I Could Let You Go

Thomas Dooley

as if opening a crepe sail
on a raft of linden
downriver with no
glacial cut swerve down
soft like bourbon if I could
ask the waters then
to chop to shake
an apology when you cry
I feel a wet bank in me
ring dry here I’ll wrap you
in the piano shawl from the upright
to your fists a spray
of dandelion and comb my last
compassion to grasp.
Goodbye, friend. Willows
dip to your lips
dew from their leafed
digits feast now
on the cold blue soup
of sky the iron from bankwater
gilts your blood I’ll break
a bottle on your gunwale
and read broken
poems from the shore
as the dark river
curls back white from the cheap timber
as if letting what’s made to drift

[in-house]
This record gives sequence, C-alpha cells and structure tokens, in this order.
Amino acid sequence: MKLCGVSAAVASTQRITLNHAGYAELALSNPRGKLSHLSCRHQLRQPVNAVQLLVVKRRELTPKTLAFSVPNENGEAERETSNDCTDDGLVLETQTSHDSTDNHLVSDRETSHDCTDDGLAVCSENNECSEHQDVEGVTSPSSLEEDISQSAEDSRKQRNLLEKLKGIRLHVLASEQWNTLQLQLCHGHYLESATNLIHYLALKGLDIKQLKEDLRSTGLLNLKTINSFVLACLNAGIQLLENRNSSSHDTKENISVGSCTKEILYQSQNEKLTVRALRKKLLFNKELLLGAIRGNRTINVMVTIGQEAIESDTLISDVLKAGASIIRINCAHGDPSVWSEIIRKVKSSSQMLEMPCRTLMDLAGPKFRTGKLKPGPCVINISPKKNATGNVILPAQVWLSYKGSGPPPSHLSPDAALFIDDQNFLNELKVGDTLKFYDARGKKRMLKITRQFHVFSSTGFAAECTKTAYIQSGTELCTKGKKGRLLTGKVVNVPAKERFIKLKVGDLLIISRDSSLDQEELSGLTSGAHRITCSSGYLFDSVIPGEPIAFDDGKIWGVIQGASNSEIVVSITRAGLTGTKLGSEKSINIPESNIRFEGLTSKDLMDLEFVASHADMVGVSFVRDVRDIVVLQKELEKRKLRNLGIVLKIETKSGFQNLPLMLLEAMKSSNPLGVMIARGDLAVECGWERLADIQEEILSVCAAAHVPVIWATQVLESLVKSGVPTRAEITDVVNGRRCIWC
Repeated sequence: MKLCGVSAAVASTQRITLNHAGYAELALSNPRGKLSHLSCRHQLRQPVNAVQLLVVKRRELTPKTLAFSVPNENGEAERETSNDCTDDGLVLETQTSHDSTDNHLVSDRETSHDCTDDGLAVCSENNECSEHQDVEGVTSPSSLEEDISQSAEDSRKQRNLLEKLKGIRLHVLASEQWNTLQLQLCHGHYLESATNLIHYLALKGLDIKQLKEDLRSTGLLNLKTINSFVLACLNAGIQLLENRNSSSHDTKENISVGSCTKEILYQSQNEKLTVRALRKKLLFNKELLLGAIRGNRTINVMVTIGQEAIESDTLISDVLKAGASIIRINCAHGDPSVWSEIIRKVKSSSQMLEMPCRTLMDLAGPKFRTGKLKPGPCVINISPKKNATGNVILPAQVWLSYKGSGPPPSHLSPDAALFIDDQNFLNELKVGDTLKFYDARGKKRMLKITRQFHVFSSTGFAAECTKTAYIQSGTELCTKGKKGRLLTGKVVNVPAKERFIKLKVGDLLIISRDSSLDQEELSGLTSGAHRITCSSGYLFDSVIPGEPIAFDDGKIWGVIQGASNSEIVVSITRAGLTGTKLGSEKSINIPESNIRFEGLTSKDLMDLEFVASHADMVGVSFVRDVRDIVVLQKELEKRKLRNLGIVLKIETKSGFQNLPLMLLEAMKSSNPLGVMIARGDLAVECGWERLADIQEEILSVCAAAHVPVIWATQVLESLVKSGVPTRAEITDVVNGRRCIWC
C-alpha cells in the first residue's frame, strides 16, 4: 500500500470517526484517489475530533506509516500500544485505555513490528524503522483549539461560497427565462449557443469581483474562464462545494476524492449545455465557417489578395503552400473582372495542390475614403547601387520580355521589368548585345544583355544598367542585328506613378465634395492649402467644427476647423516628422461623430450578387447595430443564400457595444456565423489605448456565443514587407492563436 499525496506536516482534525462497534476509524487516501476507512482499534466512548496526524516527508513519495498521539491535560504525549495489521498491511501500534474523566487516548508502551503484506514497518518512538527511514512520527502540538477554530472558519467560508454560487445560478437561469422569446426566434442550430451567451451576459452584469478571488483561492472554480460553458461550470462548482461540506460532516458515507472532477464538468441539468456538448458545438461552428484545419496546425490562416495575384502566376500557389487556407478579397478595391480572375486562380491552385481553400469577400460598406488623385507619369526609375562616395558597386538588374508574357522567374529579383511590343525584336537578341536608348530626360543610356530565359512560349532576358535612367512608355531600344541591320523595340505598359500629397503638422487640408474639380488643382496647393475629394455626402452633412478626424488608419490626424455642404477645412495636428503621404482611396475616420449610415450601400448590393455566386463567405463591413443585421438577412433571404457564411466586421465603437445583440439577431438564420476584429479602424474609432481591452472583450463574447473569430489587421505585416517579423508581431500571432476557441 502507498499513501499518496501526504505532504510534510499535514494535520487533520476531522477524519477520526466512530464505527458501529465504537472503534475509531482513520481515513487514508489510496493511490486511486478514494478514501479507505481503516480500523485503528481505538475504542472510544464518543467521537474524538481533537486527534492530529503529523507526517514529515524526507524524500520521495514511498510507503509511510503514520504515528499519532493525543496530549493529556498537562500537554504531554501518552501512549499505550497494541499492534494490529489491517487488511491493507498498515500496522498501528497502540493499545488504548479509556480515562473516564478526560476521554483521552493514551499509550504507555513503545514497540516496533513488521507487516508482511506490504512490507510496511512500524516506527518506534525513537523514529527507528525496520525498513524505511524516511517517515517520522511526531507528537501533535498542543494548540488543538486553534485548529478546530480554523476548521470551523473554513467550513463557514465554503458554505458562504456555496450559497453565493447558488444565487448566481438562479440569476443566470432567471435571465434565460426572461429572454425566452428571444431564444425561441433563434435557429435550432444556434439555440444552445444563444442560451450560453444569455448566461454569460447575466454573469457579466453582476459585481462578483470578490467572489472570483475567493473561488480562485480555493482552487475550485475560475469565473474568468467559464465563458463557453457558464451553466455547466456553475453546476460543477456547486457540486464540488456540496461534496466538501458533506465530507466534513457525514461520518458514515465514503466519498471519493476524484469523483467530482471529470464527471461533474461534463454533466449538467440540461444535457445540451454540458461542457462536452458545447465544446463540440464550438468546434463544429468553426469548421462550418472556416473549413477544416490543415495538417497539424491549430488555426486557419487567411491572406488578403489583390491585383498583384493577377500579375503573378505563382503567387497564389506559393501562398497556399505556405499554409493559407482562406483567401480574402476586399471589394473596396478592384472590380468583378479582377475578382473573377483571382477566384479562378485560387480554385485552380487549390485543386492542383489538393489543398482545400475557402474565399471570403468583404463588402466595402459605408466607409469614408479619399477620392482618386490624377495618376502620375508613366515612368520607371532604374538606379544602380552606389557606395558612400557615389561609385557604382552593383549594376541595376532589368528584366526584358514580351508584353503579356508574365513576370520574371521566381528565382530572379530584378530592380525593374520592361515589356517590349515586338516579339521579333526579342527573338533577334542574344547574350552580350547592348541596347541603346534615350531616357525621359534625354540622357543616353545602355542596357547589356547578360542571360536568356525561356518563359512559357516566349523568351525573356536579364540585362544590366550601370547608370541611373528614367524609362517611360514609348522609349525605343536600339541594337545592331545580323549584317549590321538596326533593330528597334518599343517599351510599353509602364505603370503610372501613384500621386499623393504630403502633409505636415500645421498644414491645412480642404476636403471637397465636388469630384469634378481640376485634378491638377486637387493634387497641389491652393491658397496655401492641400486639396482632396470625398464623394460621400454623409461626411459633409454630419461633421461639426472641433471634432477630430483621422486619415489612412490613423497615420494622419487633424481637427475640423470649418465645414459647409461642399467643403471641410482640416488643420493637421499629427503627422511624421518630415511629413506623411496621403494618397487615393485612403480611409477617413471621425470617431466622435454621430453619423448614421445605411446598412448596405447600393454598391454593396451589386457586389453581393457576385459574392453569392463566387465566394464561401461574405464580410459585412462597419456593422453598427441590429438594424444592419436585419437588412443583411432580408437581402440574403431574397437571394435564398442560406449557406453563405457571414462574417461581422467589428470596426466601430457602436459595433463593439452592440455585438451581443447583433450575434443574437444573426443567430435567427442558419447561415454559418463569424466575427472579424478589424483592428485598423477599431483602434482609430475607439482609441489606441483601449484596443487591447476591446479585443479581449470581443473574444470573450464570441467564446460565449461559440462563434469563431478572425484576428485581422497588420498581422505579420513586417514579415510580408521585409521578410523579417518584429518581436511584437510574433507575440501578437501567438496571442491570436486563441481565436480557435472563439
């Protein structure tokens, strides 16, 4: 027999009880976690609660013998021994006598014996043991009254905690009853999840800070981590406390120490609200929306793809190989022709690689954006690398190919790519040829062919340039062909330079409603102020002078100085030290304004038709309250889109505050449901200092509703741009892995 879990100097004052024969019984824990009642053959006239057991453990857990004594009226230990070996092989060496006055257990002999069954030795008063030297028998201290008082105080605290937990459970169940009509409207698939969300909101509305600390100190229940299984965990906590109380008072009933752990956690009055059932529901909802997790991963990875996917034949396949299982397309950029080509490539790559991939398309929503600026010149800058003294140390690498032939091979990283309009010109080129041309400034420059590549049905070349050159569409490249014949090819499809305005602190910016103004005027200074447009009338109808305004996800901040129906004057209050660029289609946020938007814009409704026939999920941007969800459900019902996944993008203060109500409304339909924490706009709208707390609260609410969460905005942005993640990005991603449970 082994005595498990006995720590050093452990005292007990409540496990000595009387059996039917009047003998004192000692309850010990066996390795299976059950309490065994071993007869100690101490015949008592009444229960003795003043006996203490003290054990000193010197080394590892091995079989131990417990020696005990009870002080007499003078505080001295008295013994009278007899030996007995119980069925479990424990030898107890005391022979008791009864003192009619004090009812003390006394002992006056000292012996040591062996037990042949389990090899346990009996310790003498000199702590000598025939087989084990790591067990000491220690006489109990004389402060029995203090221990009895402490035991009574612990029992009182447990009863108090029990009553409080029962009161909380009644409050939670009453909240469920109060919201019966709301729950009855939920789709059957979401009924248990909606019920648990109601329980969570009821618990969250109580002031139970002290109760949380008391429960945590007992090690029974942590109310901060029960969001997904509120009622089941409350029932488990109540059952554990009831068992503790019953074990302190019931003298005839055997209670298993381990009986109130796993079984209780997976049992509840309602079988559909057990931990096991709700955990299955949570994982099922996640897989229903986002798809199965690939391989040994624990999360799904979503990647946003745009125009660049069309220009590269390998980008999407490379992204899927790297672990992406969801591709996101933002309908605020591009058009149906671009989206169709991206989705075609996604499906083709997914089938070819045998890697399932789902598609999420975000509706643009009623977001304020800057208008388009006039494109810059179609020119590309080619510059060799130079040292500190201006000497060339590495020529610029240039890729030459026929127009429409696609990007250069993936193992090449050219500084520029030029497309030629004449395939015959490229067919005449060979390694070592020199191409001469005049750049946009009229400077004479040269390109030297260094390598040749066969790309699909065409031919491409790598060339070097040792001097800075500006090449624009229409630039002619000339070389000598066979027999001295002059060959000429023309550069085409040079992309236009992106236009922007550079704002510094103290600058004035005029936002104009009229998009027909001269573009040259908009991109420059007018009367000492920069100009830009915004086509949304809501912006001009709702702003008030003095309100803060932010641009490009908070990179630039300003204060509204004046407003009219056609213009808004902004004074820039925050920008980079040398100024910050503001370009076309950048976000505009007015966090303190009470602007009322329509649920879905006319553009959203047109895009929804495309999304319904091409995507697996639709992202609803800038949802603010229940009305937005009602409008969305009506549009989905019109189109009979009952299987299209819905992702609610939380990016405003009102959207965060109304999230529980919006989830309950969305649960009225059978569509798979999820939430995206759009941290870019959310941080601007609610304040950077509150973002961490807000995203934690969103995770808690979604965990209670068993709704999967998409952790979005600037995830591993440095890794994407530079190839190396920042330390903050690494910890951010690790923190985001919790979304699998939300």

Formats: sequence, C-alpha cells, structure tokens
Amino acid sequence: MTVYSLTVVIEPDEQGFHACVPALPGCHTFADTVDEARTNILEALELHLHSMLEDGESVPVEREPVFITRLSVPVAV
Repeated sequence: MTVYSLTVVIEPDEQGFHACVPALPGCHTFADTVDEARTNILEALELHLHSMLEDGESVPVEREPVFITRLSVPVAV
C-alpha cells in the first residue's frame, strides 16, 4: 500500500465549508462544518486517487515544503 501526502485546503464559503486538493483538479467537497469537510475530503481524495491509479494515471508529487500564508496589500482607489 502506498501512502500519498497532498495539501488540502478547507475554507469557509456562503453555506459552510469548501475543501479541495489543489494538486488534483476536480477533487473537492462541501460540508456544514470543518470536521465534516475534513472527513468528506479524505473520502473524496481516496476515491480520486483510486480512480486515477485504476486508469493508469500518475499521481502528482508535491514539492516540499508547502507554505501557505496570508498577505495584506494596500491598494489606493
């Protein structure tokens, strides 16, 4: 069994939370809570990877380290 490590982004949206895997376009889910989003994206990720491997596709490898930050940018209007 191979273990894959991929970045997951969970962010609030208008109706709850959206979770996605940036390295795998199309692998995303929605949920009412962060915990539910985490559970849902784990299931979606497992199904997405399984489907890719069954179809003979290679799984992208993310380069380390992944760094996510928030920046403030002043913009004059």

drift.

More by Thomas Dooley

Passage

And there was evening, humid
with lightning, when my father

fell to the earth like summer hail,
scattered. I gathered

my mother, we threw in
a handful of pebbles. And

there was morning, bitterly.
There was evening news

bluing walls, violet morning
on thunderheads, and the evening

when morning
would never again light our bodies in bed.

Morning caravans, headlights,
evening. A long caravan of evenings. Then

there was only me, morning. Awake in a room
in a building vast with rooms. Everyone

evening. Everyone morning. And God
had finished all the work he had been doing—

babies, honeybees, spreadsheets, winter
mornings. I said,

I will not stop here, evening. I’ll see you
in the morning.

Abraham and Isaac

You tried to take
my red metals with your wolf jaw tongs

to forge a body never to be flame-licked again
but I reached out and held you

by the throat, pressed
my ear to your chest that meadow

startled with magpies.
You are not the first man

who tried to make my body a smoke.
But here I am

to silver the air and surround you
like a sky vast enough

to take your embers into itself;
I’ve been made to carry your fires.